Reciprocal Promises under the Indian Contract Act, 1872: Everything you need to know (Section 51 to 57) :Lawcirca

Reciprocal Promises under the Indian Contract Act, 1872: Everything you need to know (Section 51 to 57)

Share this

Under the contract act when the proposal is accepted it is known as a promise. The reciprocal promise means promises which form the consideration or a part of it as defined under 2(f) of the Indian Contract Act, 1872. An example of reciprocal promise can be we go to a grocery shop and order some goods here we promise to pay the price of those goods and in return, the shopkeeper promises delivery of those goods on payment this is a reciprocal promise.

In this article, we will discuss Reciprocal promise and its performance in detail.

1. Promisor not bound to perform, unless reciprocal promisee ready and willing to perform (Section 51)

Section 51 states that a promisor is not bound by his promise until and unless the reciprocal promisee that is the person who made the reciprocal promise is willing to perform the promise. If Mr X and Mr Y sign a contract that X will deliver certain goods to Y and the payment will be made in cash on delivery, there is no need on the part of X to deliver goods unless he sees willingness on the side of Y to make payment in cash. 

What will be the consequence of partial default in performance?

This question frequently arises that whether a party loses its right on the failure of performance of a part of the contract. In dealing with such cases it becomes very difficult to ascertain the true intention of the parties. Then we need to see if a particular stipulation goes to the root of the matter, so that failure of a contract by the plaintiff a thing different in substance from what the defendant has stipulated for or whether it merely partially affects it and may be compensated for in damages. 

2. Order of performance of a reciprocal contract (Section 52)

When an order has been prescribed in the performance of reciprocal promises then that order should be followed. If it is not mentioned the reciprocal promises should follow the order which the nature of the transaction requires. In a case Edridge v R.D Sethna it was held that the subsequent conduct cannot help to conclude as in how the promises need to be performed. We can also take an example, if A promises B to renovate his cabin at a fixed price the natural order followed will be A renovating the cabin and then receives payment.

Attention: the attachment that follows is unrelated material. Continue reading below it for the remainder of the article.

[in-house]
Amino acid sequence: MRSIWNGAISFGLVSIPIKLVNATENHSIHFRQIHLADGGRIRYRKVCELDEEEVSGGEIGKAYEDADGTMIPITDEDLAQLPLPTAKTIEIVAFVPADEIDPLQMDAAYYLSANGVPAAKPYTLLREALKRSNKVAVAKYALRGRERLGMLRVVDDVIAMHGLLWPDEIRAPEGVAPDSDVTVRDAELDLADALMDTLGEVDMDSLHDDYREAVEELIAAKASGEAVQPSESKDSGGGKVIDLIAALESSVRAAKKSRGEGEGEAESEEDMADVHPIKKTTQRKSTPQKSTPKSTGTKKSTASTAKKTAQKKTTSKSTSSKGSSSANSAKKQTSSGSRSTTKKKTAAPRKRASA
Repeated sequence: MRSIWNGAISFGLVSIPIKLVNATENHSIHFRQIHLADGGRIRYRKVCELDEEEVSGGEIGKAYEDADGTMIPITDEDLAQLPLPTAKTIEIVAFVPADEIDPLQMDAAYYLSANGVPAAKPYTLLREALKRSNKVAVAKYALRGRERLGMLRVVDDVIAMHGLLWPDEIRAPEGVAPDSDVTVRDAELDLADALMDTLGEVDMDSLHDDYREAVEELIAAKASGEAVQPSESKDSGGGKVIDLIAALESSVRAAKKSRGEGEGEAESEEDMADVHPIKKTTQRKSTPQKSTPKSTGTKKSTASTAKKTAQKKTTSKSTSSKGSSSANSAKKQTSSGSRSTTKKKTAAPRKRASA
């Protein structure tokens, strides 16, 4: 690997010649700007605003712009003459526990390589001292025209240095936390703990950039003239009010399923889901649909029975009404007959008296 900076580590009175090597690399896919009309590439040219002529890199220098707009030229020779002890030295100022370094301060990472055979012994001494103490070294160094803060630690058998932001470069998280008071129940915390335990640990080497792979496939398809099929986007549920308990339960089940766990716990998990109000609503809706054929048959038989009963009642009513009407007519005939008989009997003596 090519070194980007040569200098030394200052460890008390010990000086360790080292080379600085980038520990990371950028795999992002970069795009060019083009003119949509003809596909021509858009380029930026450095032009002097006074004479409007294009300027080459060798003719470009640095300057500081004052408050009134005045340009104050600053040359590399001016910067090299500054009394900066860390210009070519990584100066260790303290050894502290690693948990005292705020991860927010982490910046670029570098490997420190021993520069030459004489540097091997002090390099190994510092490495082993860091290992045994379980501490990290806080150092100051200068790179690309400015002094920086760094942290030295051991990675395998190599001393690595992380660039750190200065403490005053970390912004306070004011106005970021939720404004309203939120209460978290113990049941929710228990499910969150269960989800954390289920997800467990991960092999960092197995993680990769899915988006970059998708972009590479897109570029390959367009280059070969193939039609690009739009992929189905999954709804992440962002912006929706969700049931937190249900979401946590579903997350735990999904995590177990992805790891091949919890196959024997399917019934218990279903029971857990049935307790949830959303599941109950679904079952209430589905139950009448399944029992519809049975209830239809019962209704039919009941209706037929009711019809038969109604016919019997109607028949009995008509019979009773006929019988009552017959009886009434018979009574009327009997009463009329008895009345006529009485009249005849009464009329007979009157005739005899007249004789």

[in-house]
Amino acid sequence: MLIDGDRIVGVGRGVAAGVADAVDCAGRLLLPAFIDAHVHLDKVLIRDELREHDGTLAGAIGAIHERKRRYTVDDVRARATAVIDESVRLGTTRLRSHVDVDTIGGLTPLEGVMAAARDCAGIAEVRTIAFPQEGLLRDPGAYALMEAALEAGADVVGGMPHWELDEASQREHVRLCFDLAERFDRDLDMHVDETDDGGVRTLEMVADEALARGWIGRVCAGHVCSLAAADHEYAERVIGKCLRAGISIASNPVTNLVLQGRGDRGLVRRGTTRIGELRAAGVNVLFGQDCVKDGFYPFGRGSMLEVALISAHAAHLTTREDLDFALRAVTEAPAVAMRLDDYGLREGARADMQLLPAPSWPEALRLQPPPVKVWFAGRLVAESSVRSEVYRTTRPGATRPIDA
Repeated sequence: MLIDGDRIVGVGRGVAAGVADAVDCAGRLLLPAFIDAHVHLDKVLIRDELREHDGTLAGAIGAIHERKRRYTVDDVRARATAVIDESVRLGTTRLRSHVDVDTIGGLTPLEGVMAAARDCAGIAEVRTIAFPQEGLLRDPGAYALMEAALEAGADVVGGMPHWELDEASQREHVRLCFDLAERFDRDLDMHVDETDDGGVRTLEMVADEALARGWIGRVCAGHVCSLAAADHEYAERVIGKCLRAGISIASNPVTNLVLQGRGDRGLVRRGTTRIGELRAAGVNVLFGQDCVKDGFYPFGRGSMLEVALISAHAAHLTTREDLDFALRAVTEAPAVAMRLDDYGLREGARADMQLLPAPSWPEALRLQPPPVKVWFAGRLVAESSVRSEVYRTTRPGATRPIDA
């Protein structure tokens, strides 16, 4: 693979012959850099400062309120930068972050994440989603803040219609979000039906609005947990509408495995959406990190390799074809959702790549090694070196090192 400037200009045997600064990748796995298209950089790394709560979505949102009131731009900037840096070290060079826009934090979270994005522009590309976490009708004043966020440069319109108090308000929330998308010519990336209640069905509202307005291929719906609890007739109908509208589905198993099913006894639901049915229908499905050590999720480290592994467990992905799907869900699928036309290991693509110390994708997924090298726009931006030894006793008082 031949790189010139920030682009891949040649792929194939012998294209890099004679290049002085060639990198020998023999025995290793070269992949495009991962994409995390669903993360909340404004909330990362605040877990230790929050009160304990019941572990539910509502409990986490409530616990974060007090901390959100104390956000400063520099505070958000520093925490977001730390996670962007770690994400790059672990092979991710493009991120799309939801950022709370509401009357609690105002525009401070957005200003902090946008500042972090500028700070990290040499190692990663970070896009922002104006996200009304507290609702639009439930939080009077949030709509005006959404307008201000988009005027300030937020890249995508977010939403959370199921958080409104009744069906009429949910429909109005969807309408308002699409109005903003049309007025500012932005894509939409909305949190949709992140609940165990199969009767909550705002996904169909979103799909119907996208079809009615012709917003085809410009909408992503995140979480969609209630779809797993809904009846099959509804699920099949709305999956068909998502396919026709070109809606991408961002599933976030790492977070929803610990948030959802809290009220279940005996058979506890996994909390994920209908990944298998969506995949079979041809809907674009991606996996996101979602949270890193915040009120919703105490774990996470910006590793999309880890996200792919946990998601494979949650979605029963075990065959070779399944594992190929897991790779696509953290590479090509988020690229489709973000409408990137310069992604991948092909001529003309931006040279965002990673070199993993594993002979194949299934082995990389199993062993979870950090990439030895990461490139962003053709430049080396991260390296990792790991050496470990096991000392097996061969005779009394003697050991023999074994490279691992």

3. Liability of party preventing the event on which the contract is to take effect (Section 53)

If  X and Y contract that X will do certain work for Y for ten thousand rupees and X is ready to do the same but Y prevents him from doing so the contract becomes voidable at the option of X.

No man can complain of the other not performing the promise when he himself has prevented the party from doing so. The principle is not confined to only direct prevention or the forcible ones. When there is  a contract with the government and the government agrees to provide the contractor with necessary supplies but the contractor demanded more like machines. Here Section 53 of the Indian Contract Act would not be any assistance to the contractor when the government refuses to supply him machines.

4  Effect of default as to that promise which should be performed, in contract consisting of reciprocal promises (Section 54)

When the promises are dependent on each other when one fails to perform the first promise he cannot expect the performance of the reciprocal promise. The person who fails to perform the promise is liable to compensate the other party if any such cost arose due to non-performance of the promise.  An example can be if a man wanted to shift to a flat on rent promises to make the advance payment, the other party makes a reciprocal promise to give the flat after the payment. Due to some reason if the man fails to make the payment he cannot claim the flat as the reciprocal promise was dependant on his promise which he failed to perform. It might also happen that the man had to pay compensation due to the loss suffered by the other party due to non-performance of the contract.